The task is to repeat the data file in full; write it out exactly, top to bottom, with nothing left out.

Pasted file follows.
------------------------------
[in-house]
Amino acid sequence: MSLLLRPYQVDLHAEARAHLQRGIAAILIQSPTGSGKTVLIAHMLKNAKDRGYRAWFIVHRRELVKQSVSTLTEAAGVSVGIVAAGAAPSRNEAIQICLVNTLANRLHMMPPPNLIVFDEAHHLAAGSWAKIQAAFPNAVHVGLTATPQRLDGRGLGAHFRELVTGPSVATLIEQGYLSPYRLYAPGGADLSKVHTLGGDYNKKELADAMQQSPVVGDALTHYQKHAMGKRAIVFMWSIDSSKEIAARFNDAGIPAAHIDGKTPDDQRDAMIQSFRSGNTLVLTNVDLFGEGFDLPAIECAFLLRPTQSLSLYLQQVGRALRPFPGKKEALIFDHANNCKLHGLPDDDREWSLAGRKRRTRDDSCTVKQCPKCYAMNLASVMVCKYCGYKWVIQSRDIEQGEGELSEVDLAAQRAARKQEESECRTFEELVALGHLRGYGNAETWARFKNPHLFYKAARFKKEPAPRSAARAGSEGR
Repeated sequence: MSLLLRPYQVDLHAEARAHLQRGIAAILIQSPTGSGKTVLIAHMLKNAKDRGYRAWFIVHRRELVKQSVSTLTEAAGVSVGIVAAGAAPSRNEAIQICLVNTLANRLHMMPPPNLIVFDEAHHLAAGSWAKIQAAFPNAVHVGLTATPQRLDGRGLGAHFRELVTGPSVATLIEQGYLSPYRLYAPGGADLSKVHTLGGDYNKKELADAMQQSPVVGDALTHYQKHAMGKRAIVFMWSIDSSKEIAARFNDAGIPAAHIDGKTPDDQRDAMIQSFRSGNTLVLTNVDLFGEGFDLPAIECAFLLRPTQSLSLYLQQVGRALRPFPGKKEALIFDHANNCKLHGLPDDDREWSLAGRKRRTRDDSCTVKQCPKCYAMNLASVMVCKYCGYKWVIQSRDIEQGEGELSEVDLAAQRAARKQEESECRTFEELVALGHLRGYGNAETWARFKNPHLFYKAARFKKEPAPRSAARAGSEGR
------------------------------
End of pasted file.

[in-house]
Amino acid sequence: MSLLLRPYQVDLHAEARAHLQRGIAAILIQSPTGSGKTVLIAHMLKNAKDRGYRAWFIVHRRELVKQSVSTLTEAAGVSVGIVAAGAAPSRNEAIQICLVNTLANRLHMMPPPNLIVFDEAHHLAAGSWAKIQAAFPNAVHVGLTATPQRLDGRGLGAHFRELVTGPSVATLIEQGYLSPYRLYAPGGADLSKVHTLGGDYNKKELADAMQQSPVVGDALTHYQKHAMGKRAIVFMWSIDSSKEIAARFNDAGIPAAHIDGKTPDDQRDAMIQSFRSGNTLVLTNVDLFGEGFDLPAIECAFLLRPTQSLSLYLQQVGRALRPFPGKKEALIFDHANNCKLHGLPDDDREWSLAGRKRRTRDDSCTVKQCPKCYAMNLASVMVCKYCGYKWVIQSRDIEQGEGELSEVDLAAQRAARKQEESECRTFEELVALGHLRGYGNAETWARFKNPHLFYKAARFKKEPAPRSAARAGSEGR
Repeated sequence: MSLLLRPYQVDLHAEARAHLQRGIAAILIQSPTGSGKTVLIAHMLKNAKDRGYRAWFIVHRRELVKQSVSTLTEAAGVSVGIVAAGAAPSRNEAIQICLVNTLANRLHMMPPPNLIVFDEAHHLAAGSWAKIQAAFPNAVHVGLTATPQRLDGRGLGAHFRELVTGPSVATLIEQGYLSPYRLYAPGGADLSKVHTLGGDYNKKELADAMQQSPVVGDALTHYQKHAMGKRAIVFMWSIDSSKEIAARFNDAGIPAAHIDGKTPDDQRDAMIQSFRSGNTLVLTNVDLFGEGFDLPAIECAFLLRPTQSLSLYLQQVGRALRPFPGKKEALIFDHANNCKLHGLPDDDREWSLAGRKRRTRDDSCTVKQCPKCYAMNLASVMVCKYCGYKWVIQSRDIEQGEGELSEVDLAAQRAARKQEESECRTFEELVALGHLRGYGNAETWARFKNPHLFYKAARFKKEPAPRSAARAGSEGR